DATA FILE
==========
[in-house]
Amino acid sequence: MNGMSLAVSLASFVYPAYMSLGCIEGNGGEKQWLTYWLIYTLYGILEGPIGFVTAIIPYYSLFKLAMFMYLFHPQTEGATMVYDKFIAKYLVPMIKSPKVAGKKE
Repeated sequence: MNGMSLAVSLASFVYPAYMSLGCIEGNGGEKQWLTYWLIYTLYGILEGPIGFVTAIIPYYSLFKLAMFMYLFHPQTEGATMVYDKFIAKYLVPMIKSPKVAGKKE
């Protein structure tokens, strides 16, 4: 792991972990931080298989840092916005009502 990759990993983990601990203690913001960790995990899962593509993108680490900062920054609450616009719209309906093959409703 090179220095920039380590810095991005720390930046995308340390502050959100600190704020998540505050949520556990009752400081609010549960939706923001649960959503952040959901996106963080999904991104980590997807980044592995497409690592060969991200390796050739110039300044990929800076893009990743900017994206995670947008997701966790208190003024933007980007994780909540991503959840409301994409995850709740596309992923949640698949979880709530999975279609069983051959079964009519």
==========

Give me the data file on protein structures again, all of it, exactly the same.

[in-house]
Amino acid sequence: MNGMSLAVSLASFVYPAYMSLGCIEGNGGEKQWLTYWLIYTLYGILEGPIGFVTAIIPYYSLFKLAMFMYLFHPQTEGATMVYDKFIAKYLVPMIKSPKVAGKKE
Repeated sequence: MNGMSLAVSLASFVYPAYMSLGCIEGNGGEKQWLTYWLIYTLYGILEGPIGFVTAIIPYYSLFKLAMFMYLFHPQTEGATMVYDKFIAKYLVPMIKSPKVAGKKE
């Protein structure tokens, strides 16, 4: 792991972990931080298989840092916005009502 990759990993983990601990203690913001960790995990899962593509993108680490900062920054609450616009719209309906093959409703 090179220095920039380590810095991005720390930046995308340390502050959100600190704020998540505050949520556990009752400081609010549960939706923001649960959503952040959901996106963080999904991104980590997807980044592995497409690592060969991200390796050739110039300044990929800076893009990743900017994206995670947008997701966790208190003024933007980007994780909540991503959840409301994409995850709740596309992923949640698949979880709530999975279609069983051959079964009519």